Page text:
GE "NOW": The good, the bad and the ugly
GE is launching its new advertising campaign today, called "NOW
". It offers a great chance to look at some wonderfully innovative work and provides a case study in dis-integration. The good: PlugIntoTheSmartGrid.com
One of the reasons why virtual reality concepts like Second Life suck so much
is that they require you to enter into a new place and often shed or change whatever it is that makes you, you in the real world. You have no choice. In other words, it is either one world or the other. Everything is black or white. There is no grey and there is very little blurring of the lines between the real world and the digital environment.
"Augmented reality" changes this, and it is a much more human and immersive experience. Augmented reality (AR) is a field of computer research which deals with the combination of real-world and computer-generated data (virtual reality), where computer graphics objects are blended into real footage in real time.
I've seen a few attempts to use "augmented reality" technology (like a fairly lame holiday card that I got this year from a not-to-be-named 3D company), but GE has done something very nice with it.
Inside their lovely new "Plug Into the Smart Grid
" microsite is a section that shows a digital hologram display of the Smart Grid using Augmented Reality. GE claims
that this is "the first time that augmented reality technology has been used to interact with a consumer in an advertising effort." I'm not sure what an advertising effort is, so I'll give them the benefit of the doubt. Either way, it is fab. Creativity Online's campaign write-up
includes some good quotes from Goodby associate partner and group CD Christian Haas:
Being able to tap into alternative energy from all around the country is one of the main benefits of the smart grid. And since most people have never experienced that before, we wanted to give them a taste. The idea is to invite you to test drive the smart grid. Augmented reality gave us the opportunity to create something people most likely have never seen before. It also helped that our client told us to do something that had never been done before.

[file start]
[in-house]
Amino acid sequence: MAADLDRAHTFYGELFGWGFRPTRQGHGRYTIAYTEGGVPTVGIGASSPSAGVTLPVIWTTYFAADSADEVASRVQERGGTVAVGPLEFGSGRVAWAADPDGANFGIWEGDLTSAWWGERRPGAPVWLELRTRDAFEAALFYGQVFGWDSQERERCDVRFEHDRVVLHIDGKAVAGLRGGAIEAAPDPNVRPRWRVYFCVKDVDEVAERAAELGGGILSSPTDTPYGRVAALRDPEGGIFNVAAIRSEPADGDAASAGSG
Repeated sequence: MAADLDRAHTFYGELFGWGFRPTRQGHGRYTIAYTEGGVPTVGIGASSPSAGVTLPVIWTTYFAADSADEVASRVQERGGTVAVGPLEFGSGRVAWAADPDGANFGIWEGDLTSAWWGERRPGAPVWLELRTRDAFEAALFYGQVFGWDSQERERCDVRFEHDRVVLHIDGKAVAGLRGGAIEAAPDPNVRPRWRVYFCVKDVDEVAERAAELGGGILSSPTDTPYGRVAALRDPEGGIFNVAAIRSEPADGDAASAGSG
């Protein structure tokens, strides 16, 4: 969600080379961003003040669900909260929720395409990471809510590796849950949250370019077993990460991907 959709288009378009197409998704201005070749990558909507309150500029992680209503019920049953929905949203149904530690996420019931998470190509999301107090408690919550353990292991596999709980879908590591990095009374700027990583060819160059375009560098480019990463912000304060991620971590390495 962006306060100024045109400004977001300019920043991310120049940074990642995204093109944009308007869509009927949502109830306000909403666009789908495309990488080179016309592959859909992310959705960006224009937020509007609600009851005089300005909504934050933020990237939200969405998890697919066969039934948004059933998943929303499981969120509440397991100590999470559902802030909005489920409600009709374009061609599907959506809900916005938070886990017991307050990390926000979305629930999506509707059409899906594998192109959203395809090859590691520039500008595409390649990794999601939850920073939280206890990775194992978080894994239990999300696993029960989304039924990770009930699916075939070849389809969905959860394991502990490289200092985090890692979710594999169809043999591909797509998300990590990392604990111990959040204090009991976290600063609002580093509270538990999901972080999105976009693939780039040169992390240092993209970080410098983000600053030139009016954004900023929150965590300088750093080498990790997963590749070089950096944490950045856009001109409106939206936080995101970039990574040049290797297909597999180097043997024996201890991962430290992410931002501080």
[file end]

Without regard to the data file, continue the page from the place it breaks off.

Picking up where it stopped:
Overall, the online work is very strong, highly engaging and in certain places really pushes the boundaries. Christian and his team should start polishing their acceptance speeches.
Sidebar: For those interested in doing some further digging into AR, here's another nice video demo using Papervision3D
, an example using a back-cover magazine ad done for Mini
in Germany, a short clip for BMW
, this cool library processing video
and this test video for library processing with a 4-panel video
. In terms of extending AR to other platforms than the web, there are some very cool things being done on the Android mobile platform. One of them, Wikitude
, is a mobile travel guide based on Wikipedia and Panoramio which can be used on the G1. So far, it has 350,000 world-wide points of interest.
The potential for this technology is incredible. The bad: Scarecrow
It is shocking that to promote this fantastic concept and strategic direction, GE has created an ad using the Scarecrow from the Wizard of Oz. BBDO New York, the agency who did this, should be fired. Unfortunately for GE (and the rest of us), BBDO New York has been working with them for 80 years, and I highly doubt that an effort that has produced their first Super Bowl ad is doing much to weaken that relationship.
WTF is that??? Massive, massive FAIL!
Given how high the bar is set for the Super Bowl, why would anyone every produce an ad as plain vanilla and utterly uninspiring as this? Here's GE, positioning itself for the future, and the best they can do it pull the Scarecrow out of the closet, dust it off, and give it a 21st century makeover.
There is certainly nothing "NOW"about that. The ugly: dis-integration
Why are the elements of this campaign so seemingly disconnected?
How can a Super Bowl ad done by BBDO NY
, directed by Traktor
using technology by Framestore
and which obviously cost millions to produce be so disjointed from the work done by Goodby, Silverstein & Partners
? The digital work (site, films, AR) is a Super Bowl size investment as well.
My guess? No one was talking. Or worse, no one cared. What else can explain it? The look and feel of the ATL and print campaign is completely different from that of the digital campaign. It looks like two completely different briefs were issued and that they were run by different teams within GE who never bothered to sync up every once in a while to make sure things were tracking together.
If you're a GE consumer and you see the Scarecrow ad, how can that possibly relate to what you'd find online? And if you find the online work first, what does that have to do with the TV ad blitz that is about to take place on NBC, CNBC, MSNBC, CNN, Bravo, USA, SciFi, Comedy Central, Discovery and ESPN after the Super Bowl?
So, for as much as I love the digital work (for a corporate campaign, is really scores high marks), the overall campaign is a bit of a dogs dinner
, as they say.